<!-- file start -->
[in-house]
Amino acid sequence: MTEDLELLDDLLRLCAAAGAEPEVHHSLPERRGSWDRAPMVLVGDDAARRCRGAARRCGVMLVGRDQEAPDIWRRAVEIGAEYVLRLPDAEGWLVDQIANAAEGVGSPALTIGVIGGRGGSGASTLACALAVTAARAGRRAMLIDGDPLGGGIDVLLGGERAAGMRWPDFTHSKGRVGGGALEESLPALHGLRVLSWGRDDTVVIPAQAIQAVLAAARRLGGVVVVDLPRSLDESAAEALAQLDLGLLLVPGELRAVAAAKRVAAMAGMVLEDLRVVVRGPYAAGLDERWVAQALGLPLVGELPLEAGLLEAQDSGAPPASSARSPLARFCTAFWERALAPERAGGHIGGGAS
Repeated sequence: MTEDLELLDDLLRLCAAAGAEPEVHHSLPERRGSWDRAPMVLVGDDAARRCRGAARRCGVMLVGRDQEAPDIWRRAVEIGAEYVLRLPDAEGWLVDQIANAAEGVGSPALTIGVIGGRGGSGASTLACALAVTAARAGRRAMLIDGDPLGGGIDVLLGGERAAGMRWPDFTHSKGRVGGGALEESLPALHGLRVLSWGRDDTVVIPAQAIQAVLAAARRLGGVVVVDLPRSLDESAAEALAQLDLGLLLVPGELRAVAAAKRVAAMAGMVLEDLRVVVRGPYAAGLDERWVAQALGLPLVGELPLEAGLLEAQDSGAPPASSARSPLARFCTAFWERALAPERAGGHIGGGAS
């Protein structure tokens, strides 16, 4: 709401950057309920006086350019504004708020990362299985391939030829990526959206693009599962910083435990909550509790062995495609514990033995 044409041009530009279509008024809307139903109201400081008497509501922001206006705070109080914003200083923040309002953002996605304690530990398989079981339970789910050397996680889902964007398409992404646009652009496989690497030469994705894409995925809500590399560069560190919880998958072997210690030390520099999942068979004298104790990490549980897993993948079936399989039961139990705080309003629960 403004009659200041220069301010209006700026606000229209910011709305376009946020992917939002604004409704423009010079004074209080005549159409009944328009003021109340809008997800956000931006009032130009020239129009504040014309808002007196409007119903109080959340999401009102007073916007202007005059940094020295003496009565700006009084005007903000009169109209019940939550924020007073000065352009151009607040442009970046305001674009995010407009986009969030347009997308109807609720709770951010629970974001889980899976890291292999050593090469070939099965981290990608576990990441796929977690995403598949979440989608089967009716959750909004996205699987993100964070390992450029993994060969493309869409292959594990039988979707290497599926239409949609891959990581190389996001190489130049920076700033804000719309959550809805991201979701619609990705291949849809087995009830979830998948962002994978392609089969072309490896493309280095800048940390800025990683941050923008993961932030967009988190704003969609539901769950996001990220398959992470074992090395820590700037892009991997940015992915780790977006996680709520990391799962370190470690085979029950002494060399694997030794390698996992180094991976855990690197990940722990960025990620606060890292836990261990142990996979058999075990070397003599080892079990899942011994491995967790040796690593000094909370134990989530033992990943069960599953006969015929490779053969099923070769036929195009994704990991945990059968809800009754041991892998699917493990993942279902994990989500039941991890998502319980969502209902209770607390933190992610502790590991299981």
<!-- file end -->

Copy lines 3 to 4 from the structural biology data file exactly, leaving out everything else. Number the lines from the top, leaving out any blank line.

Repeated sequence: MTEDLELLDDLLRLCAAAGAEPEVHHSLPERRGSWDRAPMVLVGDDAARRCRGAARRCGVMLVGRDQEAPDIWRRAVEIGAEYVLRLPDAEGWLVDQIANAAEGVGSPALTIGVIGGRGGSGASTLACALAVTAARAGRRAMLIDGDPLGGGIDVLLGGERAAGMRWPDFTHSKGRVGGGALEESLPALHGLRVLSWGRDDTVVIPAQAIQAVLAAARRLGGVVVVDLPRSLDESAAEALAQLDLGLLLVPGELRAVAAAKRVAAMAGMVLEDLRVVVRGPYAAGLDERWVAQALGLPLVGELPLEAGLLEAQDSGAPPASSARSPLARFCTAFWERALAPERAGGHIGGGAS
């Protein structure tokens, strides 16, 4: 709401950057309920006086350019504004708020990362299985391939030829990526959206693009599962910083435990909550509790062995495609514990033995 044409041009530009279509008024809307139903109201400081008497509501922001206006705070109080914003200083923040309002953002996605304690530990398989079981339970789910050397996680889902964007398409992404646009652009496989690497030469994705894409995925809500590399560069560190919880998958072997210690030390520099999942068979004298104790990490549980897993993948079936399989039961139990705080309003629960 403004009659200041220069301010209006700026606000229209910011709305376009946020992917939002604004409704423009010079004074209080005549159409009944328009003021109340809008997800956000931006009032130009020239129009504040014309808002007196409007119903109080959340999401009102007073916007202007005059940094020295003496009565700006009084005007903000009169109209019940939550924020007073000065352009151009607040442009970046305001674009995010407009986009969030347009997308109807609720709770951010629970974001889980899976890291292999050593090469070939099965981290990608576990990441796929977690995403598949979440989608089967009716959750909004996205699987993100964070390992450029993994060969493309869409292959594990039988979707290497599926239409949609891959990581190389996001190489130049920076700033804000719309959550809805991201979701619609990705291949849809087995009830979830998948962002994978392609089969072309490896493309280095800048940390800025990683941050923008993961932030967009988190704003969609539901769950996001990220398959992470074992090395820590700037892009991997940015992915780790977006996680709520990391799962370190470690085979029950002494060399694997030794390698996992180094991976855990690197990940722990960025990620606060890292836990261990142990996979058999075990070397003599080892079990899942011994491995967790040796690593000094909370134990989530033992990943069960599953006969015929490779053969099923070769036929195009994704990991945990059968809800009754041991892998699917493990993942279902994990989500039941991890998502319980969502209902209770607390933190992610502790590991299981």